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"The only part I disagree with is "even worse". You have the ability to remove your government if it breaches your trust, but I, or any other citizen of a foreign contry have no such recourse, as likewise you have no such recourse against my government. Arguably, that makes it "even worse" for your government (or mine) to act "illegally" outside your (or my) court's juristiction. (I use "" because if it's outside the court's juristiction technically it's not illegal I guess) I can do nothing if your government decides to spy on me - I can't use the courts, I can't vote your government out of office, I can't seek to impeach your president. You can do all those things."
United States History - Country Studies
I have no respect for the man George W. Bush. I do, however, respect the office he was elected to and the process and theories of government that placed him in the Oval Office.
How can you trust a government who so openly perpetrates these things on the rest of the world *not* do do it to their own people if they feel they need to?
Why so many essays on sexual topics
I'm also still confused about why the Echelon arrangement of the Brit/Aussie/Kiwi/US spooks spying on each others' citizens wasn't employed. Seems like this could all be automated to the point of bending skillfully around any law that doesn't explicity forbid the exchange of domestic intelligence with foreign governments. That leads to the question of why we're so jumpy of a different means to an identical end.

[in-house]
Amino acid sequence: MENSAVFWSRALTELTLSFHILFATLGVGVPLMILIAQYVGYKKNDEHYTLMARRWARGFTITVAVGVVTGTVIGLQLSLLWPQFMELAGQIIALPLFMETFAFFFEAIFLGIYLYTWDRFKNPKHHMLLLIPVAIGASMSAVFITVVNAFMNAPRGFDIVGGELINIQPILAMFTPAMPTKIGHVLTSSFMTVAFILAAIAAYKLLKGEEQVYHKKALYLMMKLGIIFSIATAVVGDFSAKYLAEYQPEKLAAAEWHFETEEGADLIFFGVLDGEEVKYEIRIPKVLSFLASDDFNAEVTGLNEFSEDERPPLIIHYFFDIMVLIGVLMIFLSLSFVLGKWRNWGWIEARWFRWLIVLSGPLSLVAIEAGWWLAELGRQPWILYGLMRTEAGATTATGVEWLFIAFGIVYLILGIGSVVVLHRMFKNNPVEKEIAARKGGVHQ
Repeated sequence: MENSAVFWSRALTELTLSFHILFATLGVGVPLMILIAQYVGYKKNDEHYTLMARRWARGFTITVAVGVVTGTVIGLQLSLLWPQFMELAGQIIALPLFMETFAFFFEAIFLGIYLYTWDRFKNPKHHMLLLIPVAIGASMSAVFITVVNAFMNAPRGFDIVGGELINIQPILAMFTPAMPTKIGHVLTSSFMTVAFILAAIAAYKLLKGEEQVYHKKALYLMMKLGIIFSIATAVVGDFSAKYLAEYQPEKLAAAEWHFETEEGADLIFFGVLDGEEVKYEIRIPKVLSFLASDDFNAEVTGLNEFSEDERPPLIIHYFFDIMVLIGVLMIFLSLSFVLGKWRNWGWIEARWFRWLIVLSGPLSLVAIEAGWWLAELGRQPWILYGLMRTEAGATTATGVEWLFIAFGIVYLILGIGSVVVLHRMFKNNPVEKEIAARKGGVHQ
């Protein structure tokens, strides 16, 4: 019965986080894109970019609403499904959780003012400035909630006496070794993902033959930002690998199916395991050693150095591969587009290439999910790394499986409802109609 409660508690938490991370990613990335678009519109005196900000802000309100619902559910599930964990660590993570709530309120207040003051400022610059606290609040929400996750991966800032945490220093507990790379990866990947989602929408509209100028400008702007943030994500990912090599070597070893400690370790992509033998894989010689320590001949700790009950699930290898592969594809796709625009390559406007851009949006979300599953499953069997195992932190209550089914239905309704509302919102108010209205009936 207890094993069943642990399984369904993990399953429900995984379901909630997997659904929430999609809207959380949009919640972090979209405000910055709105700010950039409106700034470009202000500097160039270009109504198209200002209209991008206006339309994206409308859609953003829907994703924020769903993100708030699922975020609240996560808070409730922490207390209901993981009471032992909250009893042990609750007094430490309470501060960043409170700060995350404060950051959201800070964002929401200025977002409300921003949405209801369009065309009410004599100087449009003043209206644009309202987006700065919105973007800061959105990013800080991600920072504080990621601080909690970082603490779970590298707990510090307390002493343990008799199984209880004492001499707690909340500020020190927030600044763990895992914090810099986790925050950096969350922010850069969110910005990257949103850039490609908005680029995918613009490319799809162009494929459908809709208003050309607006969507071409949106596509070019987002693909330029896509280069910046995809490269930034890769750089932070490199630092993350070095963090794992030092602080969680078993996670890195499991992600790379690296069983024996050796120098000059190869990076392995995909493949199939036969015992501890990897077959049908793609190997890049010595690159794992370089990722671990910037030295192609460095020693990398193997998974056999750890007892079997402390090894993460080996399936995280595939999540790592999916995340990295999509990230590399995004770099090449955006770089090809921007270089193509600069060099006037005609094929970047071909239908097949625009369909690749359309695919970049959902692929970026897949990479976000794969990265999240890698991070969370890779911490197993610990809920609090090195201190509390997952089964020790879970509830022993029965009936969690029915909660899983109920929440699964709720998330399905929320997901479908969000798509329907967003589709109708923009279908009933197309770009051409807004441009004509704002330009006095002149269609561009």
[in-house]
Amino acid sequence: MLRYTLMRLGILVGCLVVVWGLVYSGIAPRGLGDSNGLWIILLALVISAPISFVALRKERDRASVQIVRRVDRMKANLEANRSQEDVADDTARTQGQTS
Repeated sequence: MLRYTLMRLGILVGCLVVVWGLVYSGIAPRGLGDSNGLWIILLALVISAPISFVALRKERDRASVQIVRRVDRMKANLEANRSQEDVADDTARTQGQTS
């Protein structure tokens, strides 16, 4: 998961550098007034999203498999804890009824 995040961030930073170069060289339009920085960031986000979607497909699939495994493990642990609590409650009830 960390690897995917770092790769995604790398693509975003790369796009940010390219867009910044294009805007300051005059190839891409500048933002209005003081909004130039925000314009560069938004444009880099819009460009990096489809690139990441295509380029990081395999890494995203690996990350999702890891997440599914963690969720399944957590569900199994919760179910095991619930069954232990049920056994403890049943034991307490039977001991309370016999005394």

SparkNotes: The Enlightenment (1650–1800)
OK, How about the other take on this. If 'All' the people involved in the illegal order to monitor whatever is now or was being monitored weren't doing their Constitutional duty (i.e. protect and defend .. against all enemies foreign or domestic) then why do we hear about this grave violation of law from our 4th branch of government. If this isn't political (but rather a point of law) why didn't one of those trusted to carry out the order (and who believed it was illegal) turn the whole chain of command over to the authorities. There is the FBI, the CIA, the DOD, the Congress, the Courts, so; why the press. Oh, and Who turned the press on to this, (or was there a cost to revealing super secret information to those without clearance). Or, was it 'just to difficult' to find the correct authority. I've read Franklin, Paine, et. al. and I want to live in a free country, but; is this issue only just binary question. Isn't there a grey scale at least?
NSA and Bush's Illegal Eavesdropping - Schneier on …
It's not even a matter of necessarily what is done exactly, but also the precedent that is set. The government of the United States is far bigger than any one individual, and the precedent will have repercussions on future policy in future administrations, as well as to how the United States is viewed internationally.
NSA and Bush's Illegal Eavesdropping
"How can you trust a government who so openly perpetrates these things on the rest of the world *not* do do it to their own people if they feel they need to?"